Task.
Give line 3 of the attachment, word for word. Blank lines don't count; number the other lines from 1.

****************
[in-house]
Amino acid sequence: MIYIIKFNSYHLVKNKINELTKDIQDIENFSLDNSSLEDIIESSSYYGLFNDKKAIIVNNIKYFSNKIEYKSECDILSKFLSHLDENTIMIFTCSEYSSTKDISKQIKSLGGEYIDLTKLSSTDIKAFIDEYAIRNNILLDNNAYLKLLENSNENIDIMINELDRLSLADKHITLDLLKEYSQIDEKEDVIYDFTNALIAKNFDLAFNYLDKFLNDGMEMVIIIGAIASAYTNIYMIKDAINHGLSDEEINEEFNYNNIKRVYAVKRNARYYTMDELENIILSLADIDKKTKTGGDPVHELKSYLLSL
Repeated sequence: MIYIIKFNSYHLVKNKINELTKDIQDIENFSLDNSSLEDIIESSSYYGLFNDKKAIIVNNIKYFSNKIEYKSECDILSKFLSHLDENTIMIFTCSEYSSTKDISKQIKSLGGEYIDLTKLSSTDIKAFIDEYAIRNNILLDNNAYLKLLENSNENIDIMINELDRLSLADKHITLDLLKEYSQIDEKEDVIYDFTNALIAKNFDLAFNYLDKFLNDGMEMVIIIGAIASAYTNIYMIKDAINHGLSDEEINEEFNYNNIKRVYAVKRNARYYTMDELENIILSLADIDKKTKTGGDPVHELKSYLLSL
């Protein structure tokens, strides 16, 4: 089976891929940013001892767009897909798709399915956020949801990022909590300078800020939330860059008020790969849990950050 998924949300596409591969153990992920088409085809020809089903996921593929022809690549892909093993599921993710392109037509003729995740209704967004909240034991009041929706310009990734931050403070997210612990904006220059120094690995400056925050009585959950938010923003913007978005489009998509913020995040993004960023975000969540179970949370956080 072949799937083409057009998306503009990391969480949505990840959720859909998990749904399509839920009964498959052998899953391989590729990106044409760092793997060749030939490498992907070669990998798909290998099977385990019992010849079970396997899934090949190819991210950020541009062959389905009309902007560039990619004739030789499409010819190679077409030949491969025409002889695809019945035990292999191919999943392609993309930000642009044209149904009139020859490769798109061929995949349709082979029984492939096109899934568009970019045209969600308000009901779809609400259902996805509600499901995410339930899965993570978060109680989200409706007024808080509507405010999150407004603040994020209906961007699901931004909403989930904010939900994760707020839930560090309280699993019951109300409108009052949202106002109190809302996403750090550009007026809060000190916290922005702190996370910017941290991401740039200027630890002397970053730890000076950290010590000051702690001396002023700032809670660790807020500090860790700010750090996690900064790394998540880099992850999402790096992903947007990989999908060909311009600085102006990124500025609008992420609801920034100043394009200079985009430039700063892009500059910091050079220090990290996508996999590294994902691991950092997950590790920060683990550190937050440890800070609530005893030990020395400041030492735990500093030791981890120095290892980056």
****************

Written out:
Repeated sequence: MIYIIKFNSYHLVKNKINELTKDIQDIENFSLDNSSLEDIIESSSYYGLFNDKKAIIVNNIKYFSNKIEYKSECDILSKFLSHLDENTIMIFTCSEYSSTKDISKQIKSLGGEYIDLTKLSSTDIKAFIDEYAIRNNILLDNNAYLKLLENSNENIDIMINELDRLSLADKHITLDLLKEYSQIDEKEDVIYDFTNALIAKNFDLAFNYLDKFLNDGMEMVIIIGAIASAYTNIYMIKDAINHGLSDEEINEEFNYNNIKRVYAVKRNARYYTMDELENIILSLADIDKKTKTGGDPVHELKSYLLSL